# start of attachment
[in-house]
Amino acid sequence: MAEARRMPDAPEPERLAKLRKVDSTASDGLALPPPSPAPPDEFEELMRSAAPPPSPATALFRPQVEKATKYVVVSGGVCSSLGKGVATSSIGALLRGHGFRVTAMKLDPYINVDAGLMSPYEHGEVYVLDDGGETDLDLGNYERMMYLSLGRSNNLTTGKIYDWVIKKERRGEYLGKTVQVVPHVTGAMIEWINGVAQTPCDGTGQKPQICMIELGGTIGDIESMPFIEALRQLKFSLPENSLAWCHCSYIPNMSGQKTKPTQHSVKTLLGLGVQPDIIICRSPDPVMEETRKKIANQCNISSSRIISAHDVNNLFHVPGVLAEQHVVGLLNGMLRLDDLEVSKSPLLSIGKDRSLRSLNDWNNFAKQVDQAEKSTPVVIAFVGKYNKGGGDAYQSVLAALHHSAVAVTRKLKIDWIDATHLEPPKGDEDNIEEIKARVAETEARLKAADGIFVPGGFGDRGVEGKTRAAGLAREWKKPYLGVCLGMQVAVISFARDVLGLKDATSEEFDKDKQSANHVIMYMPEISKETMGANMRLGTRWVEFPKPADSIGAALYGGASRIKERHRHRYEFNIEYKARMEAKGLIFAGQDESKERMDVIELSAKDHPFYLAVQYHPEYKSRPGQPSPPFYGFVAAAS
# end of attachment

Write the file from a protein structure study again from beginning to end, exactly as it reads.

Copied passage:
[in-house]
Amino acid sequence: MAEARRMPDAPEPERLAKLRKVDSTASDGLALPPPSPAPPDEFEELMRSAAPPPSPATALFRPQVEKATKYVVVSGGVCSSLGKGVATSSIGALLRGHGFRVTAMKLDPYINVDAGLMSPYEHGEVYVLDDGGETDLDLGNYERMMYLSLGRSNNLTTGKIYDWVIKKERRGEYLGKTVQVVPHVTGAMIEWINGVAQTPCDGTGQKPQICMIELGGTIGDIESMPFIEALRQLKFSLPENSLAWCHCSYIPNMSGQKTKPTQHSVKTLLGLGVQPDIIICRSPDPVMEETRKKIANQCNISSSRIISAHDVNNLFHVPGVLAEQHVVGLLNGMLRLDDLEVSKSPLLSIGKDRSLRSLNDWNNFAKQVDQAEKSTPVVIAFVGKYNKGGGDAYQSVLAALHHSAVAVTRKLKIDWIDATHLEPPKGDEDNIEEIKARVAETEARLKAADGIFVPGGFGDRGVEGKTRAAGLAREWKKPYLGVCLGMQVAVISFARDVLGLKDATSEEFDKDKQSANHVIMYMPEISKETMGANMRLGTRWVEFPKPADSIGAALYGGASRIKERHRHRYEFNIEYKARMEAKGLIFAGQDESKERMDVIELSAKDHPFYLAVQYHPEYKSRPGQPSPPFYGFVAAAS